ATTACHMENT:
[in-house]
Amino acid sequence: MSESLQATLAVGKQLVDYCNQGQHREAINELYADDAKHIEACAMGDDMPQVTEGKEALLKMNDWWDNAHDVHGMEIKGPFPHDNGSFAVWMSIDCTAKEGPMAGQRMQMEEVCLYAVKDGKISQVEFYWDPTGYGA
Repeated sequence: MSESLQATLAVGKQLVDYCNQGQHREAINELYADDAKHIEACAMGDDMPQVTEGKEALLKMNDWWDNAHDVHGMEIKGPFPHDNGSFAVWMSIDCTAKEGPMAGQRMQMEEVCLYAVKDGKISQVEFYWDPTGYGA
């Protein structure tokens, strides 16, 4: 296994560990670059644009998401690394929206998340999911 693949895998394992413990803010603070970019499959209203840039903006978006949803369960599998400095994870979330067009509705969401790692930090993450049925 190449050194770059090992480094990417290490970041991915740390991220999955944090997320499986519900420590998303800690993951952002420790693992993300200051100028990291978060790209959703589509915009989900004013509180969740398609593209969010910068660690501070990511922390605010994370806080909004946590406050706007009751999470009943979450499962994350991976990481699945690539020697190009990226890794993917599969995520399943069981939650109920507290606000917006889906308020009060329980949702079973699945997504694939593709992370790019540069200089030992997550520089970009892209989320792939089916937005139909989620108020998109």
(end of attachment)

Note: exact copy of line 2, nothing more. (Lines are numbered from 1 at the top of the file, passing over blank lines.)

Amino acid sequence: MSESLQATLAVGKQLVDYCNQGQHREAINELYADDAKHIEACAMGDDMPQVTEGKEALLKMNDWWDNAHDVHGMEIKGPFPHDNGSFAVWMSIDCTAKEGPMAGQRMQMEEVCLYAVKDGKISQVEFYWDPTGYGA